The medical model is very different from the nursing model, so don't get the two confused. A medical doctor has a 4 year baccalaureate degree, and the major is usually biology. Then they attend medical school for 4 years. After graduating from medical school, they attend an internship that lasts anywhere from 3 to 8 years, depending on the specialty. Family practice doctors and general practitioners usually have a 3 year internship, OB/GYNs usually have a 4 year internship, pediatricians usually have a 4 year internship, and so on. Therefore, the least educated doctor will have amassed a minimum of 11 years of postsecondary education and training.

Share this post


Link to post
Share on other sites

ERRNTraveler is a RN and specializes in Peds, ER/Trauma.

672 Posts; 6,502 Profile Views

You can earn a doctorate in nursing- most who do this end up teaching in nursing programs at a university. There are also specialized master's programs- nurse anesthesia, nurse midwifery, etc.

Share this post


Link to post
Share on other sites

TheCommuter has 10 years experience as a BSN, RN and specializes in Case mgmt., rehab, (CRRN), LTC & psych.

1 Follower; 228 Articles; 27,607 Posts; 316,715 Profile Views

What then, after that? If one desired to further thier education after a MSN, would they be on track to medical doctor as the next step?
There are a handful of doctors out there who started out as RNs, but it is not advisable. If the MD is your goal, you can earn a BSN. Be sure that you take as many challenging natural science courses as possible that will be accepted as medical school prerequisites. After the BSN, you can apply to medical school. After 4 years of medical school, you will specialize in an internship that lasts anywhere from 3 to 8 years. The more specialized, the longer the internship.

There are, however, many MDs who started out as PAs (physician assistants). The PA is a master's degree program.

Share this post


Link to post
Share on other sites

happybunny1970 has 6 years experience and specializes in Acute Hemodialysis, Cardiac, ICU, OR.

154 Posts; 3,580 Profile Views

Wow! That's a lot of information... I've worked with PAs for years, but really didn't know anything about their education. I just looked up the program at UTMB, and the course is 109 credit hours, a Masters Program as stated in the last post, and costs over $21,000! By comparison, I paid for my ADN (no financial aid), and the cost was about $9000.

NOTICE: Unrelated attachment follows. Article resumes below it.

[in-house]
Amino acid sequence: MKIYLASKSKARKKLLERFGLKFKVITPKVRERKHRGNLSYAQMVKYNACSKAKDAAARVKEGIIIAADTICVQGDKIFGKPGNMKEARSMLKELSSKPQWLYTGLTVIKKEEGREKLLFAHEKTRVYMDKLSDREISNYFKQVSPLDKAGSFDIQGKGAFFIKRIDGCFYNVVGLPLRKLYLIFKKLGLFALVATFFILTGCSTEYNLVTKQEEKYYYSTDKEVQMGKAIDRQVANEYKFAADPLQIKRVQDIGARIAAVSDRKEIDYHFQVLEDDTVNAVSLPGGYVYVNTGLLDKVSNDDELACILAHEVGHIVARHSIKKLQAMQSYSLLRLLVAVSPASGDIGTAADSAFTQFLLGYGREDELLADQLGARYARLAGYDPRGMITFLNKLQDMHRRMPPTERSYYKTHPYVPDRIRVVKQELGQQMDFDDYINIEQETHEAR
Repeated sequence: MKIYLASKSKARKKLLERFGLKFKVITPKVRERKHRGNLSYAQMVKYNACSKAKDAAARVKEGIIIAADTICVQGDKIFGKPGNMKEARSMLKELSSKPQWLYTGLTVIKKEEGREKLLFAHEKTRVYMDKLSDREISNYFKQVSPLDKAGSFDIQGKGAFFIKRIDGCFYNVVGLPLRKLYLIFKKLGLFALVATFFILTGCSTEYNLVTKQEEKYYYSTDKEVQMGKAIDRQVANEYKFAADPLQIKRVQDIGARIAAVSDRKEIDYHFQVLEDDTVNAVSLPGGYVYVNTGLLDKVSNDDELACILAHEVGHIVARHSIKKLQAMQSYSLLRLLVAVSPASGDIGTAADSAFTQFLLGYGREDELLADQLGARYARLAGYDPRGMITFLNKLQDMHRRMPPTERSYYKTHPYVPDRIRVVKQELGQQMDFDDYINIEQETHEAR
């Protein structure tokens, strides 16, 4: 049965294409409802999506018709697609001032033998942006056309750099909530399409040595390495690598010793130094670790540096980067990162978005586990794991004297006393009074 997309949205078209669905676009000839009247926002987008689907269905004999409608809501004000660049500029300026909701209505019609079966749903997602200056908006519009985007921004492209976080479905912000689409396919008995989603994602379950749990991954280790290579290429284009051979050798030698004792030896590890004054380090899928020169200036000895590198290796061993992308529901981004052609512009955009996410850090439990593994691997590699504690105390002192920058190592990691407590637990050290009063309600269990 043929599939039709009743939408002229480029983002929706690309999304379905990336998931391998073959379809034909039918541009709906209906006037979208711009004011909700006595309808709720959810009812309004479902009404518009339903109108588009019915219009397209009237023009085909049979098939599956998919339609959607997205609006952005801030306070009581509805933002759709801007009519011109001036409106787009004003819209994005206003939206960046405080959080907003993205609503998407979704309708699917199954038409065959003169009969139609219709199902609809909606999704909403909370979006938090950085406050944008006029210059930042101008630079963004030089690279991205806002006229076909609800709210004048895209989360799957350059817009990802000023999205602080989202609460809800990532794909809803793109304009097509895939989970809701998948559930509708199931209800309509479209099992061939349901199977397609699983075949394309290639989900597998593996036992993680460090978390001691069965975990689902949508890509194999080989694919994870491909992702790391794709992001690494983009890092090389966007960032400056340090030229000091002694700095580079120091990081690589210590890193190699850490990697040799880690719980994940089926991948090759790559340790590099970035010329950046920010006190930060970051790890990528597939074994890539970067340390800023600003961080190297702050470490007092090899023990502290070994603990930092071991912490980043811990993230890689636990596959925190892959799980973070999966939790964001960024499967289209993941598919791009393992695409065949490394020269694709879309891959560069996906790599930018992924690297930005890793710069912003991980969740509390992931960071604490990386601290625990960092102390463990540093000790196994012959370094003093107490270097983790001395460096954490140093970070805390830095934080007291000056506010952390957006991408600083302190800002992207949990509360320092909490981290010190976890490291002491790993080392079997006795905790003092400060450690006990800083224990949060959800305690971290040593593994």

Share this post


Link to post
Share on other sites

tutored specializes in MICU/SICU.

185 Posts; 4,272 Profile Views

Instead of thinking "MD" post-masters, go on for your NP license, and then your doctorate - there's teaching-based, research-based, and nursing-based doctorates (DNSc, PhD, and DNP, respectively) - you can do LOTS of healthcare these days without being an MD! Every doctor I know personally (as opposed to being their patient) is unhappy practicing medicine, these days (mostly due to "rationed care") - EVERY NP I know is happy, confident, and a terriffic role model. Do it!

Share this post


Link to post
Share on other sites

happybunny1970 has 6 years experience and specializes in Acute Hemodialysis, Cardiac, ICU, OR.

154 Posts; 3,580 Profile Views

I agree -- as long as you're headed down the road of Nursing, I'd continue down that particular road. There are so many branches to try and travel if you get in a rut. Even if you never pursue an advanced degree there is TONS of stuff to learn in each of the different practice areas and fields.

Besides, truth be told, there are a lot of MDs out there who are book-smart but social morons.

Share this post


Link to post
Share on other sites

tutored specializes in MICU/SICU.

185 Posts; 4,272 Profile Views

Amen happy bunny! That's one huge thing we nurses have up on the MDs.

Share this post


Link to post
Share on other sites
Guest
This topic is now closed to further replies.
×